The rules of the game and the number of decks in play may not necessarily be the most important factor for a comp player. Since the casinos estimate that you will play a certain number of hands per hour, which is usually assumed to be 60 hands per hour, you want to find a game that is much slower than that. Some rules of thumb would be to look for hand-held games with crowded tables. Hand-held, or pitch games as they are commonly called, usually deal fewer hands per hour than shoe games. Shoe games are faster. When looking at shoe games, try to find games with crowded tables and slow players, as well as slow dealers. Watch the play for a few moments before sitting down. If the dealer is very fast and the players aren't taking their time, look for another table. Games with poor penetration, that is, where a large number of the cards aren't dealt out to the players is another factor you should seek out. Poorly penetrated games means that you will play fewer hands per hour because the dealer will be spending more time shuffling the cards, since he or she isn't dealing out as many cards. Games with complex shuffle procedures should be found as well. Again, these procedures mean fewer hands per hour, which translates into less money on the table and a smaller expected loss for you. The best scenario would be a single deck game with five or more players, where the dealer only deals one round per shuffle. Short of that, double deck games where the dealer only deals out about 50% of the deck or shoe games with a hand-shuffle and 2 or more decks left in the shoe at the shuffle point are things you want to look for. A crowded table is always better than a heads-up game for comp purposes. A crowded table where the players are talking, laughing, joking and otherwise kibbitzing with each other are good signs of a slow game.
Avoid tables with shuffle machines or continuous shuffle machines (CSM's). These machines speed up the game and cost you money.
Make sure you get a rating card and present it to the pit boss or floor person in the pit. You should be sure you are getting full credit for the time you spend at the tables. When the pit boss comes by to check your bet, try to put out a bet that is larger than your usual bet. He is going to compute an average bet for your play that is based on his periodic checks. If you see him coming, remember to put out your bigger bet.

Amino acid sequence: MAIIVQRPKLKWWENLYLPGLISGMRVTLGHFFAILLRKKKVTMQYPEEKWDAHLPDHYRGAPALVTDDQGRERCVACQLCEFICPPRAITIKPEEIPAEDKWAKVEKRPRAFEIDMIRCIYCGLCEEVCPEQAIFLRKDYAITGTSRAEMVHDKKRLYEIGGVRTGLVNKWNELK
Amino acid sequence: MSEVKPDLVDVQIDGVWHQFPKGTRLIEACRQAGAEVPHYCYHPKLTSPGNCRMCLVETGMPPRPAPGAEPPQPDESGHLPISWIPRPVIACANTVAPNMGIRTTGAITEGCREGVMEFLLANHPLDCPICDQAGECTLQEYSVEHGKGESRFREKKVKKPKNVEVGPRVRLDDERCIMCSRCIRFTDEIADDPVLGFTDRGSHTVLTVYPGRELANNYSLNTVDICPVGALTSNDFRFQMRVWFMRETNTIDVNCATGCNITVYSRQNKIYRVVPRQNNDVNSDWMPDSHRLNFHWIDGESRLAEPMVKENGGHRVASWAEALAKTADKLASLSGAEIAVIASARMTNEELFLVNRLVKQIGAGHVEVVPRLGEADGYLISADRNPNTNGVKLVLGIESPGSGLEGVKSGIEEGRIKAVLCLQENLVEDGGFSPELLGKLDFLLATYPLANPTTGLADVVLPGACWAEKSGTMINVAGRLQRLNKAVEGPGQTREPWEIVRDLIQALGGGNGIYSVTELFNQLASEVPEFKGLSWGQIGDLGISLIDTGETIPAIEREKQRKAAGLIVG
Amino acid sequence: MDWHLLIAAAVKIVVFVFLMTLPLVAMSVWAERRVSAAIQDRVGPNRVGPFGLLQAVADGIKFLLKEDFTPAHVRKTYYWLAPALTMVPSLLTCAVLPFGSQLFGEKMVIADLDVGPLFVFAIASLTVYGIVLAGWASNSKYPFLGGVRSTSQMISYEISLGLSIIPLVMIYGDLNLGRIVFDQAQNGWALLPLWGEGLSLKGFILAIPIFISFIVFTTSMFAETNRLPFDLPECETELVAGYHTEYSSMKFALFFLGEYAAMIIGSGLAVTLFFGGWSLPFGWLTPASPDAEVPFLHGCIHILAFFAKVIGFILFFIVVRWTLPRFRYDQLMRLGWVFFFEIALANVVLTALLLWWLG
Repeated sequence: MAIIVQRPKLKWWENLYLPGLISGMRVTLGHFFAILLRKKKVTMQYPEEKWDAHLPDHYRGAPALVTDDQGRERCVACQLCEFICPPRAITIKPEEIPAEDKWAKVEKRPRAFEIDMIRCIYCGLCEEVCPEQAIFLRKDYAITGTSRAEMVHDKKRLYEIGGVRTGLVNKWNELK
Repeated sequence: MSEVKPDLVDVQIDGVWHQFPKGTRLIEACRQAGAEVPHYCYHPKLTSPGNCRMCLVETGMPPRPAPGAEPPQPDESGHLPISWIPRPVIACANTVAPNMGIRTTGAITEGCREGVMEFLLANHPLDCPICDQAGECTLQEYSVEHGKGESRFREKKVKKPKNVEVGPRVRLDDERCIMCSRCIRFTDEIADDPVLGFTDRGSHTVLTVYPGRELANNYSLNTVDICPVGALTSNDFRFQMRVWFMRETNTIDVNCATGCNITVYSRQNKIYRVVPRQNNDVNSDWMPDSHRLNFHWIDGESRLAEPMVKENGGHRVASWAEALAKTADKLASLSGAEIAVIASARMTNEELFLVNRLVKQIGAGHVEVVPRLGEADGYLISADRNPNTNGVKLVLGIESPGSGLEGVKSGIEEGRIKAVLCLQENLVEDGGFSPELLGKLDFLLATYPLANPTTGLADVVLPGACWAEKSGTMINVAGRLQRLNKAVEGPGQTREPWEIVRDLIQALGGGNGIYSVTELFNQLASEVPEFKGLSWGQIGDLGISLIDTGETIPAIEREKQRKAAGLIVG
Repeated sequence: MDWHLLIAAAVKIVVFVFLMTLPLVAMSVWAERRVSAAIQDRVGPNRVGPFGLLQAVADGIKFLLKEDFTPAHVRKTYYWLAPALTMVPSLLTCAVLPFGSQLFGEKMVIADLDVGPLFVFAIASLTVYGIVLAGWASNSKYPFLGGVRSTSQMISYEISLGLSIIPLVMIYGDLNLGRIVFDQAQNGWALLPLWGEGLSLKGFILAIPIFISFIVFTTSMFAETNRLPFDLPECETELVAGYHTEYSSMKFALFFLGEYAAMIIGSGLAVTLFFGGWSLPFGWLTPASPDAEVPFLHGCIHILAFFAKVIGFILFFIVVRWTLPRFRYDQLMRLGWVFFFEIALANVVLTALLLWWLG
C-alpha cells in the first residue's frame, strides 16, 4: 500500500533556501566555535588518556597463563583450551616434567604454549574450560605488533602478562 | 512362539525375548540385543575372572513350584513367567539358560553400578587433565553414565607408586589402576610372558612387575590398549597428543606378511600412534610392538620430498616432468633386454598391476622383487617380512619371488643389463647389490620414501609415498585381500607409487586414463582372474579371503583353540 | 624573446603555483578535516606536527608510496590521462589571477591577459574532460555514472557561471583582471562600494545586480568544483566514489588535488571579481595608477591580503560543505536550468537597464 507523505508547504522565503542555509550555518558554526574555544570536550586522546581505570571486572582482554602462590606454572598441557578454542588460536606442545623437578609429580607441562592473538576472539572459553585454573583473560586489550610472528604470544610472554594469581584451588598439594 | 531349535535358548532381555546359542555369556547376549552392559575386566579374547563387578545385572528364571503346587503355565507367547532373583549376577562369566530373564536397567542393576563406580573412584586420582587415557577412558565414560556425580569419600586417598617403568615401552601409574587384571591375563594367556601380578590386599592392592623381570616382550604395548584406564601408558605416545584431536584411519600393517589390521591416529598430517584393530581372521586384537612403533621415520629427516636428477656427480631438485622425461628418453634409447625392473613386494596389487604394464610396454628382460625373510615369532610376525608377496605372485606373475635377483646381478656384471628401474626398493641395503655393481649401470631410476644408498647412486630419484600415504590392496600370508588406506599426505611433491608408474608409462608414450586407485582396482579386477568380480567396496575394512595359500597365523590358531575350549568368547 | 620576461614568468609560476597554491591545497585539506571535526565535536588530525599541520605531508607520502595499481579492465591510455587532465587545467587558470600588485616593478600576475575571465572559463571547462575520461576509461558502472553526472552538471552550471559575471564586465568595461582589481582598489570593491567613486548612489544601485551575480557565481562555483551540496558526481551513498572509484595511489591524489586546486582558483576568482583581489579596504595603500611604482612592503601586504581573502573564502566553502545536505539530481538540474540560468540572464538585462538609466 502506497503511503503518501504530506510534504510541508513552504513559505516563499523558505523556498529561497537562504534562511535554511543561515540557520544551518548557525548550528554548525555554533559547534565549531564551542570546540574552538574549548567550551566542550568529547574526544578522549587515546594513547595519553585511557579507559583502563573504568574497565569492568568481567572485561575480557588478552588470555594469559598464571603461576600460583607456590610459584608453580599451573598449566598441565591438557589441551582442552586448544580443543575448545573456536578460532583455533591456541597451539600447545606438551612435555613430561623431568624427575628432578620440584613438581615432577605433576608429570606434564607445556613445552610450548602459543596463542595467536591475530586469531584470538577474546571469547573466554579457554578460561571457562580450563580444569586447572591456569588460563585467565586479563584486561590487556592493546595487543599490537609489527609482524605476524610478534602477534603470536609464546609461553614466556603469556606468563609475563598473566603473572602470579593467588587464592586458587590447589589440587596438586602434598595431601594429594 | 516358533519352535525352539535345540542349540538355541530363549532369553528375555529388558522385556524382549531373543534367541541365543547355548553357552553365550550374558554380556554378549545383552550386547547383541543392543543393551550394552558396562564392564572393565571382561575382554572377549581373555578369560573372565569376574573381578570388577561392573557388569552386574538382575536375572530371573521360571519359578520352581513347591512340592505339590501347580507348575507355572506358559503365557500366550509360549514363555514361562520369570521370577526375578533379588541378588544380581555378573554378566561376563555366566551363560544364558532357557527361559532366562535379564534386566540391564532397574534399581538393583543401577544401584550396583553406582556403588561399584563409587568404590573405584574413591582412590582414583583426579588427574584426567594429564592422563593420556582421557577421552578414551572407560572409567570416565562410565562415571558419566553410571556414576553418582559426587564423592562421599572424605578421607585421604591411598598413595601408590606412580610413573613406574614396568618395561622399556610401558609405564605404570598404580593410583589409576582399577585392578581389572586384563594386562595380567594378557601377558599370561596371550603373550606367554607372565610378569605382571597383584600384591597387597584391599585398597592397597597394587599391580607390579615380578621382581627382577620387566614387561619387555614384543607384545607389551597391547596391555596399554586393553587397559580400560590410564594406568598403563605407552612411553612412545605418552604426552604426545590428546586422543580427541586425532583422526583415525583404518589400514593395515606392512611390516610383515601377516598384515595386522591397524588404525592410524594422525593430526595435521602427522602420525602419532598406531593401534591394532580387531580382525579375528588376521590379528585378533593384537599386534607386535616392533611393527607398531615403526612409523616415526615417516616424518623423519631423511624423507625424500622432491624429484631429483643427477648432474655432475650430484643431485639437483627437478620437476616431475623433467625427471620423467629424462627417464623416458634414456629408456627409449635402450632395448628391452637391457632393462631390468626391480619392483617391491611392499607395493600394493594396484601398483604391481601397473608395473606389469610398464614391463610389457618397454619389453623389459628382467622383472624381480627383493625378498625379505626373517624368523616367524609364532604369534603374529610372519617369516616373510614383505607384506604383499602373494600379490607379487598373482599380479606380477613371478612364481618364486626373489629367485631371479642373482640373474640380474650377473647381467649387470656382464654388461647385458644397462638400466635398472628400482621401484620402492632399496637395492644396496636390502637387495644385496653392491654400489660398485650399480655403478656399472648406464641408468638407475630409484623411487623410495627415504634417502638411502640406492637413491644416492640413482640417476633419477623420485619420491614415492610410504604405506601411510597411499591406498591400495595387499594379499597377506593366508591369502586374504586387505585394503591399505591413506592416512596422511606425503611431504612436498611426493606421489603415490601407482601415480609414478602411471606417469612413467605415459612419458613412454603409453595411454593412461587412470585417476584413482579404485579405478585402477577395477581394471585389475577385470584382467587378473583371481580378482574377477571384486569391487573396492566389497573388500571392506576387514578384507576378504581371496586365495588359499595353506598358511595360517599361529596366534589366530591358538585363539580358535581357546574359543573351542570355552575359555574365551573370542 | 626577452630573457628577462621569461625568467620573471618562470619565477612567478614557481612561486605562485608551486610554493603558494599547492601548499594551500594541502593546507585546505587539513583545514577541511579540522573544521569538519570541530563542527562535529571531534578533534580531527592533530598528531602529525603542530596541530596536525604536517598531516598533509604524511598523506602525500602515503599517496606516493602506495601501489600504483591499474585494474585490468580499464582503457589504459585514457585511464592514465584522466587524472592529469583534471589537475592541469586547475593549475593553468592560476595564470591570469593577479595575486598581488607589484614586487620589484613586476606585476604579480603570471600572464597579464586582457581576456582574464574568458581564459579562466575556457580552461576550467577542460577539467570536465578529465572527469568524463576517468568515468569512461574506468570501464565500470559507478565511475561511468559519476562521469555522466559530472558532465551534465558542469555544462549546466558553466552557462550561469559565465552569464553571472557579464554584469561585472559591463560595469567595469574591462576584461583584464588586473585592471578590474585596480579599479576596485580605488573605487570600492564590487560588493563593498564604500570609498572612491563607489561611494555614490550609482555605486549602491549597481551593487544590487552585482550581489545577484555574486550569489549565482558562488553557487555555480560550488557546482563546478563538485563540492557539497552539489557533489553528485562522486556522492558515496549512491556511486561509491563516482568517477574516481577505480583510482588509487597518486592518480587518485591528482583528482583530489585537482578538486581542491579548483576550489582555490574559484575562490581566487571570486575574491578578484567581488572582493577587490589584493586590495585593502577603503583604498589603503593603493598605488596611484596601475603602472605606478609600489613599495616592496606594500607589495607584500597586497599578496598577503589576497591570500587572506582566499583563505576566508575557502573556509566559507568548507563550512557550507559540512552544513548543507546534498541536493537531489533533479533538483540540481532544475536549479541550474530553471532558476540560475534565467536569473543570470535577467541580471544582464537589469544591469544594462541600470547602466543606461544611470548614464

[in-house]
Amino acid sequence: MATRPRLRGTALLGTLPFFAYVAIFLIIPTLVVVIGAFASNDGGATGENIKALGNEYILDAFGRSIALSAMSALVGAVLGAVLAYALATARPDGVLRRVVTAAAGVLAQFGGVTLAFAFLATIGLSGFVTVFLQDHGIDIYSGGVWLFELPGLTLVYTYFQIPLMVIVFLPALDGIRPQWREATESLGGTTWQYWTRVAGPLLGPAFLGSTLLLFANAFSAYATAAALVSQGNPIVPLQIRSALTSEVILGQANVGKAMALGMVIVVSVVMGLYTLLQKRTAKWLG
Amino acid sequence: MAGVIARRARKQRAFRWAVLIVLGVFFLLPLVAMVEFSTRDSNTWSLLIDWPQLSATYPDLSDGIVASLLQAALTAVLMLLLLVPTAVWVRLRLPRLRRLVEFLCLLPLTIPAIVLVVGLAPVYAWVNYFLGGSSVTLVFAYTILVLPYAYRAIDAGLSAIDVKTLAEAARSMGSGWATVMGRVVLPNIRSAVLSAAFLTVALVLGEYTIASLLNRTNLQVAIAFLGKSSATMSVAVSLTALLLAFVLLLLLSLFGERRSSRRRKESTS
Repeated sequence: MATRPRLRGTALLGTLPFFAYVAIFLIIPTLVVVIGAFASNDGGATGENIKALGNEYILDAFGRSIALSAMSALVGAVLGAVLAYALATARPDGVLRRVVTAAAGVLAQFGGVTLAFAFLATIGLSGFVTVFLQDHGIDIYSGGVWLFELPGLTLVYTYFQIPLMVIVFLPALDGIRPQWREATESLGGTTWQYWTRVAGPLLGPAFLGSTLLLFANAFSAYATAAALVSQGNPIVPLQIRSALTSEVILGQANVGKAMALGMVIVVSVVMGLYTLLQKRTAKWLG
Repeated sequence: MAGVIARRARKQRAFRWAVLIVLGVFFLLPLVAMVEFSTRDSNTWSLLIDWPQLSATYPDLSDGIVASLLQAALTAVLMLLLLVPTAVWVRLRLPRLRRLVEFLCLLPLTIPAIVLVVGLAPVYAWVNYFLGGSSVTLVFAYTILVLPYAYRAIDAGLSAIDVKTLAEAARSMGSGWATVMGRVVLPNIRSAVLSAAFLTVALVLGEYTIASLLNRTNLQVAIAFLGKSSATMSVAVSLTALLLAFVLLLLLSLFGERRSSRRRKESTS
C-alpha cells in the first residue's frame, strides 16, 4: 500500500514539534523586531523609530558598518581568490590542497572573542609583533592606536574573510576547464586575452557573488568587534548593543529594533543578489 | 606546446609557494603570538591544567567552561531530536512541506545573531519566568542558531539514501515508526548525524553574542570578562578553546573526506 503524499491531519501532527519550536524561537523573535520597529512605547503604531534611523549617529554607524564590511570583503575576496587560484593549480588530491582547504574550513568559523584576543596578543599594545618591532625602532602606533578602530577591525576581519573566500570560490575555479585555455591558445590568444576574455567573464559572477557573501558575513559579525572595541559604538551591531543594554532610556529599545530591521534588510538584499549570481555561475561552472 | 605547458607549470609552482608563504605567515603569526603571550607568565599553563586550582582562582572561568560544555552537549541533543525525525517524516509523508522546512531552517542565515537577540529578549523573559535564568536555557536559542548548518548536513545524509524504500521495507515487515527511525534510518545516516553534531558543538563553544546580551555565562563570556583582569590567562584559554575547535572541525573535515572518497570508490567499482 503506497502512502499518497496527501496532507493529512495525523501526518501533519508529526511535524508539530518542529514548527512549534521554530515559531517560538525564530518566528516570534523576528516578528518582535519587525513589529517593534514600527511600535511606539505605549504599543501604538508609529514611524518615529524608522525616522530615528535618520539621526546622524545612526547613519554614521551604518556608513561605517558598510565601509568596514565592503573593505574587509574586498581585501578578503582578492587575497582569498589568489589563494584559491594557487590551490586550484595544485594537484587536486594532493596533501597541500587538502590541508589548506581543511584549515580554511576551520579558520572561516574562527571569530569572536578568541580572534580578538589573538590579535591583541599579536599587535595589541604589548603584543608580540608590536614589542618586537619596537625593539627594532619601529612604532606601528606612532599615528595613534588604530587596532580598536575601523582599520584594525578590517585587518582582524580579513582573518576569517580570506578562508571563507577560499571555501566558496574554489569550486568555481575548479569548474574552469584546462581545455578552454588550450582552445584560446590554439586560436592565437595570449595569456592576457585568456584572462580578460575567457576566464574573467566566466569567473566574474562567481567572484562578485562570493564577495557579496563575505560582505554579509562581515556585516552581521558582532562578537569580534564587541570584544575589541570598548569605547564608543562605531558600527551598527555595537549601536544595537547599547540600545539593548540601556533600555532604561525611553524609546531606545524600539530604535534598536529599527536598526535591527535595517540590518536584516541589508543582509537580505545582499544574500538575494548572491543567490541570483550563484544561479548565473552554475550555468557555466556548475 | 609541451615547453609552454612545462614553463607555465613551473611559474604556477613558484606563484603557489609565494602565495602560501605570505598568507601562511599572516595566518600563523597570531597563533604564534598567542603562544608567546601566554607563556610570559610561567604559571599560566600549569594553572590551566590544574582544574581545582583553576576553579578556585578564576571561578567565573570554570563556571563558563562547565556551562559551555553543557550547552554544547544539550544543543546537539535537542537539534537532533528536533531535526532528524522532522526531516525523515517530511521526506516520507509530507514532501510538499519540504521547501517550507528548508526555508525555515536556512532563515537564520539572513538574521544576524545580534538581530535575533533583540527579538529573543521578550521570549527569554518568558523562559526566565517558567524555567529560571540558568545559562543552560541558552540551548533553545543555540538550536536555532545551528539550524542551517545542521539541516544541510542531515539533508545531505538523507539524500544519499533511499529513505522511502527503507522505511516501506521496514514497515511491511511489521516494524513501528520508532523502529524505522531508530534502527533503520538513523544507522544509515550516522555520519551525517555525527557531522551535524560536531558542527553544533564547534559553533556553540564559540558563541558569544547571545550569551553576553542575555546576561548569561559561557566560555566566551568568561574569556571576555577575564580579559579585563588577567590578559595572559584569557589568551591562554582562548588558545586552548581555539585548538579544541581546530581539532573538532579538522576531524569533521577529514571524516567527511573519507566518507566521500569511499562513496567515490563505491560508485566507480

Do things to slow down the play. Talk to the dealer and other players. Make slow and deliberate decisions about the strategy you will use with each hand. It doesn't hurt to ask other players, the dealer or the pit boss what they would do with the hand, especially in plays that include soft hands or making a double down or split decision. Take frequent bathroom breaks while preserving your spot at the table. You will still get credit for your time and it is the best time of all, since you are not playing any hands at all during such breaks.
Ask for comps when you play, especially at casinos other than the one you are using for your 'home base'. By getting food comps directly from the pit, you can turn a simple room comp into a room and food comp without much trouble. Ask the pit boss for a meal or show tickets. Often, these kinds of comps can be had for a minimal amount of play. If you are turned down, ask why. Ask the pit boss what level of play he wants to see for the comp you requested. This is good knowledge to have for future reference.
Once you have established a record of play, it is likely that you will start getting offers through the mail. Even low level players often get such offers, that may include free rooms, meals and other amenities. Sometimes, casinos will send you cash coupons that you can use on your next visit.
By playing with the best strategy and using the tips outlined in this post, you can make up the loss due to the house advantage with comps and even cash. Of course, there are considerations that must be given to bankroll and wise money management, but I'll save those for another post.